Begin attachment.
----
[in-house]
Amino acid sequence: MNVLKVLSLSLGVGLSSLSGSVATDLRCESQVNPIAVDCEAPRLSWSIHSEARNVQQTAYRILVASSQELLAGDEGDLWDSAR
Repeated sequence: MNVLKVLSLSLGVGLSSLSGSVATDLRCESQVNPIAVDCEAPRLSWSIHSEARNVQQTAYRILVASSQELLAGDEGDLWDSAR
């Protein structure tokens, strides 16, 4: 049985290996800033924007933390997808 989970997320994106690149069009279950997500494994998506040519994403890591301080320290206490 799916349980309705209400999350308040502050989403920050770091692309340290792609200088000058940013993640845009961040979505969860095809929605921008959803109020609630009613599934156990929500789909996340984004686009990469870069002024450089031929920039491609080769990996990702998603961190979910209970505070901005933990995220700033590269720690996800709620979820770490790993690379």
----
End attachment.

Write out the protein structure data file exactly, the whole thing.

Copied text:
[in-house]
Amino acid sequence: MNVLKVLSLSLGVGLSSLSGSVATDLRCESQVNPIAVDCEAPRLSWSIHSEARNVQQTAYRILVASSQELLAGDEGDLWDSAR
Repeated sequence: MNVLKVLSLSLGVGLSSLSGSVATDLRCESQVNPIAVDCEAPRLSWSIHSEARNVQQTAYRILVASSQELLAGDEGDLWDSAR
């Protein structure tokens, strides 16, 4: 049985290996800033924007933390997808 989970997320994106690149069009279950997500494994998506040519994403890591301080320290206490 799916349980309705209400999350308040502050989403920050770091692309340290792609200088000058940013993640845009961040979505969860095809929605921008959803109020609630009613599934156990929500789909996340984004686009990469870069002024450089031929920039491609080769990996990702998603961190979910209970505070901005933990995220700033590269720690996800709620979820770490790993690379």